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Environmental, social, and governance (ESG) goals are a necessary part of a company’s initiative toward sustainability and equality. ESG is gaining traction, with 91% of business leaders admitting that they think they are responsible for addressing ESG issues. These issues include carbon emissions, climate change, anti-corruption, water use, community development, and human rights.

Changes in behavior and society are driven by incentives that are primarily financial, and this is why sustainable finance is critical to tackling these issues. Companies can incentivize customers to make eco-friendly decisions and invest in companies that are on a journey toward Net-Zero (or are already there). This is all a part of their ESG framework, which tracks, plans, and reports on an organization’s actions.

 

How To Build an ESG Strategy

Any ESG strategy has to be tailored to fit the company’s goals and requirements moving forward. A unique ESG solution (that works) incorporates three main factors.

1.  As touched on above, the various aspects of an ESG strategy will have to align with stakeholders’ expectations and interests. Shareholders will have a lot of interest in the effect that ESG issues have on financial performance, while regular employees and the community will be more concerned with the impact of the business on the local area. Stakeholders need to see the company making an effort to align its ESG goals with community and professional expectations.

2.  All stakeholders are not equal, and companies must choose who to prioritize and what ESG requirements will have the most significant impact on the organization.

3.  The ESG strategy can’t go against what the company stands for and its future goals as a business. This avoids greenwashing and ensures that while some ESG measures may reduce revenue slightly, the company’s reputation and revenue are not significantly impacted.
The goal here is for companies to increase their activity on ESG issues while acknowledging that they can’t lead in all categories and remain competitive in areas they deem not as critical.

 

Top 5 ESG Frameworks and Indexes

While incorporating the above factors into an ESG strategy is a good start, the strategy itself doesn’t have to be built from the ground up by every company. Some systems give companies guidance in creating their strategy, measuring their effectiveness, and sharing their progress.

There are many different measurement methods referred to as frameworks, rating, disclosures, or rankings. Disclosures are what a company openly shares with interested parties, frameworks organize disclosures into a set standard, and ratings and rankings are scoring systems that analyze and evaluate systems in terms of performance.

These frameworks and indexes have a lot of overlap; however, they all have their place in the ESG world.

 

1.  CDP

Focuses on:

      • Climate Risk
      • Greenhouse Gas Emissions
      • Forests (CDP Forests)
      • Water Stewardship (CDP Water Security)

 

2.  DJSI: Dow Jones Sustainability Index

Focuses on:

      • Industry-specific environmental, social, and economic information that investors are interested in

 

3.  GRI: Global Reporting Initiative

Focuses on:

      • Corporate Social Responsibility (CSR) with an equal focus on ESG factors

 

4.  SASB: Sustainability Accounting Standards Board

Focuses on:

      • The industry-specific material effect of an organization’s sustainability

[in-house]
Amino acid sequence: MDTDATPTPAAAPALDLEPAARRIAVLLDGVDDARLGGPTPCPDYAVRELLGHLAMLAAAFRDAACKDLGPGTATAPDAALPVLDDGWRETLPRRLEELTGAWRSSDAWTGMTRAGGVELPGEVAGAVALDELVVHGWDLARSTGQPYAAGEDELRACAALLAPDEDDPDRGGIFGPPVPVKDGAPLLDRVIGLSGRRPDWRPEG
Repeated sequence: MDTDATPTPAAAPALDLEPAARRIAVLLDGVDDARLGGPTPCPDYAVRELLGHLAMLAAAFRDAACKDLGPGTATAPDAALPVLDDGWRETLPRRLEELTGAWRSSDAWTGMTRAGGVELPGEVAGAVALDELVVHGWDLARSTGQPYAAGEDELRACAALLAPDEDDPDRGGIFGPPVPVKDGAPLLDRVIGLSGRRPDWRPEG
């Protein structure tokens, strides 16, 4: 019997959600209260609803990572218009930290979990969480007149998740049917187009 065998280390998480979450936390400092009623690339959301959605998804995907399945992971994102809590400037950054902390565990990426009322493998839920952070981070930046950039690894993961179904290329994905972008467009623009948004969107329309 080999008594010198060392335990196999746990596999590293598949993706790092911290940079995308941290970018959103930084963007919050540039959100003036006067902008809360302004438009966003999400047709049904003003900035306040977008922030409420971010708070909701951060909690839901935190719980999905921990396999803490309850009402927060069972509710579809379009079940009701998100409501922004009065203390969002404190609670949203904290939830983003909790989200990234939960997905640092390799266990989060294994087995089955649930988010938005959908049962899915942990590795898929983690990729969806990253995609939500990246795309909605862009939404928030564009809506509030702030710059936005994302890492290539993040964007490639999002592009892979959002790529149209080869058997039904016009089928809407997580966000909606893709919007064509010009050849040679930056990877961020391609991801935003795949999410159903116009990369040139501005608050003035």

• Bringing investors and companies together on the financial impacts of ESG

 

5.  TFCD: Task Force on Climate-Related Financial Disclosures

Focuses on:

      • Guidelines and strategies for climate-related opportunities and risks
      • Giving helpful information to investors for decision-making around transition and physical risks

 

There is a huge movement to standardize ESG frameworks, so it is a good idea for companies to align themselves with future requirements now. This is especially prevalent in the energy sector.

 

ESG for Energy Companies

To reach their ESG goals, energy companies must specifically focus on the environmental metric. Factors include reducing greenhouse gases, controlling flaring, and navigating the new tighter regulations coming into place. These regulations will require companies to start tracking environmental metrics, which they can then turn into tax credits/benefits down the line.

This will force energy companies to lock down their ESG metrics, including GHG emissions and flaring, no matter how hard they are to record. A company’s carbon footprint will now be compared to its partners and competitors, so they must prepare for the coming regulations by getting a grip on new controls that will allow them to track (and reduce) these metrics.

 

Sirius Solutions’ ESG Strategy

Sirius Solutions’ ESG strategy has included presenting our best practices and cross-pollinating but are increasingly turning to technology to deliver value. We have realized the value of Salesforce in their ESG efforts and find that it is the most efficient way of riding the incoming ESG wave. We have addressed ESG concerns by incorporating several differentiators into our ESG space:

  • We possess deep industry knowledge of the ESG space, from investors to governmental regulators and company verticals.
  • We also have deep industry knowledge in the energy space and its relation to ESG strategy.
  • We are experts on implementing Salesforce and utilizing it for our ESG strategy.
  • We are a trusted Salesforce energy partner.

 

Joshua Ibarra, Senior Innovation & Technology Leader – Sirius Solutions

 

Contact Joshua Ibarra at JIbarra@Sirsol.com to learn more about our client successes with ESG Measures & Strategy and how to get started on the right path with your own measures.

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